For me, the solution is an Aeropress with sealed pre-ground doses from home each morning. I’m pretty happy with the results, and a grinder in the office probably mightn’t necessarily work in many of cases:
Ask Seth! Brewing Coffee in your Office
Of course it’s about what’s in the bottle, however I’m not immune to being drawn in based on looks alone (am I really that shallow?). Of course a purchase isn’t guaranteed from that point – but that’s often budgetary rather than aesthetically driven.
To get to the point – I like it:
Glen Grant overhauls brand identity
Best Fountain Pen
Whenever you read a review of the Pilot Kakuno it’s all about the great nib — and rightly so.
This nib lays down a flawless line and the fine nib is just what the doctor ordered for people who actually want a fine line from their fine nibs.
I continue to raid my son’s stationery drawer every now and then:
Pilot Kakuno Review Fine Nib
From the Pen Cup
An awesome lady with an awesome-laden jar. I’m really enjoying these Pens in Real Life posts Mary is putting together:
Pens In Real Life: The Jar of Awesome
Another brand analysis — this time looking at that just about everywhere brand that is Lamy. To be honest I cannot recall looking much further than the couple of 2000’s I have in my collection (which I do love) as far as the premium end is concerned:
Brand Analysis: Lamy
Further to the link above, a viewpoint from a resident in Lamy’s home market, Germany.
I really liked the Safari back then and I also like my Lamy 2000. But their other premium pens? I am completely at a loss why these exist.
In the context of all this, I’ve had to search what the “other premium pens” in Lamy’s lineup actually are (and I say that merely through a lack of knowledge rather than inferring anything else). I suspect this might not be uncommon though.
But I disagree on the cheap segment. So far, Lamy does not have anything to fear from the Pilot Metropolitan (or it’s european variant, the MR) or TWSBI Eco in its home market, Germany.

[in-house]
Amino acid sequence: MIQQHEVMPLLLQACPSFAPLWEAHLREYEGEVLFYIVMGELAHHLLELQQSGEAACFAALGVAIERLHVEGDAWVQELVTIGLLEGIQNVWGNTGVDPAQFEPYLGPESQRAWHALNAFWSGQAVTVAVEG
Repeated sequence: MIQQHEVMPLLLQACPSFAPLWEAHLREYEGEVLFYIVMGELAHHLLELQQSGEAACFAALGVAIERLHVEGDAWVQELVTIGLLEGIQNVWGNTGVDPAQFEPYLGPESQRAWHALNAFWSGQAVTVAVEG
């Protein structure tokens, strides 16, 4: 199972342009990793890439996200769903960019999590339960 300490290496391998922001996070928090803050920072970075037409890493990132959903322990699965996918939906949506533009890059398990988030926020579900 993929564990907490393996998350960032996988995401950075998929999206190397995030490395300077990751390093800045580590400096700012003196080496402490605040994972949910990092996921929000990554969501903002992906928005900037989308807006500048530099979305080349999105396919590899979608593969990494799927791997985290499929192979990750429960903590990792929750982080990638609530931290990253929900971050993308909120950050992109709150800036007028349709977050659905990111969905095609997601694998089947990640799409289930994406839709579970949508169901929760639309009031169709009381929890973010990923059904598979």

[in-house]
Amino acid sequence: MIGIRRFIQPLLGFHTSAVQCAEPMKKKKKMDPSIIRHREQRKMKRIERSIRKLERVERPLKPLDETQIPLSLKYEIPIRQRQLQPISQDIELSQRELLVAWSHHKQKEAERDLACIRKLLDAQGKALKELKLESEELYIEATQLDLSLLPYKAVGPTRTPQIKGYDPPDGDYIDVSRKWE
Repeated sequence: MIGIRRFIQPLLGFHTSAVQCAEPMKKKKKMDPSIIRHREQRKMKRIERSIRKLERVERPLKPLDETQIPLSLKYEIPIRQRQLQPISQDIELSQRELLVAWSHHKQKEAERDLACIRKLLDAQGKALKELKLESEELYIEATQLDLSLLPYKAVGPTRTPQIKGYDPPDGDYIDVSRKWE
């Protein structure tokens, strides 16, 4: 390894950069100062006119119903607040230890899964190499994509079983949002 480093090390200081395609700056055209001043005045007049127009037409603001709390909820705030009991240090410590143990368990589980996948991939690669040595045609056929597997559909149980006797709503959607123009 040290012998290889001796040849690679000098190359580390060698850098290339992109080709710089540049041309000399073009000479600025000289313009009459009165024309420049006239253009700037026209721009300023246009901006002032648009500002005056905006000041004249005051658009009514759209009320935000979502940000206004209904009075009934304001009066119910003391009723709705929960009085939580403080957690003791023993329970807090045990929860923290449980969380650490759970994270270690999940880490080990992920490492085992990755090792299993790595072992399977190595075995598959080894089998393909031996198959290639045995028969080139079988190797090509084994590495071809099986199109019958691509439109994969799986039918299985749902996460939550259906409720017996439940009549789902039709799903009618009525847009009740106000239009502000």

Another interesting read:
Lamy From Their Home Market
Too Many Inks
In my books there is no one more deserving of some ink samples to play with — or should I more correctly say review. David does a great job in providing us with the very first look at a new ink release from Bookbinders Online, adding to their Snake Ink range introduced earlier in the year.
Being in the market for a nice red, I’m certainly interested, and after all, one can never have too many inks can they?
Three New Bookbinders Snake Inks
Despite the fact this is a free app (now with increased features through in-app purchase), I’ve yet to give it a run, which is something I plan on rectifying soon.
LiquidText 2.0 can export every excerpt and note as plain text, which I should be able to import in Ulysses to start writing.
Hmmm…sounds interesting from someone who’d now about such things:
LiquidText 2.0 Brings Support for Multiple Documents
Having used Guvera as my main music streaming service for the past 6-8 months, I’m hoping things are looking up, as recent changes have seen much of my preferred music drop off the service for some reason or another.
The streaming platform has 14 million users in 10 countries, but unlike most subscription businesses, Guvera’s revenue strategy is focused on brands advertising on the platform, rather than subscribers.
In relation to the brand advertisements, Virgin mobile is a heavy one, however part of my love for Guvera (other than supporting an Aussie based startup) is the bonus 1GB of mobile data I receive each month for using the service as a Virgin mobile customer.
Interesting times ahead in a pretty competitive market:
Music streamer Guvera raising up to $100 million through ASX listing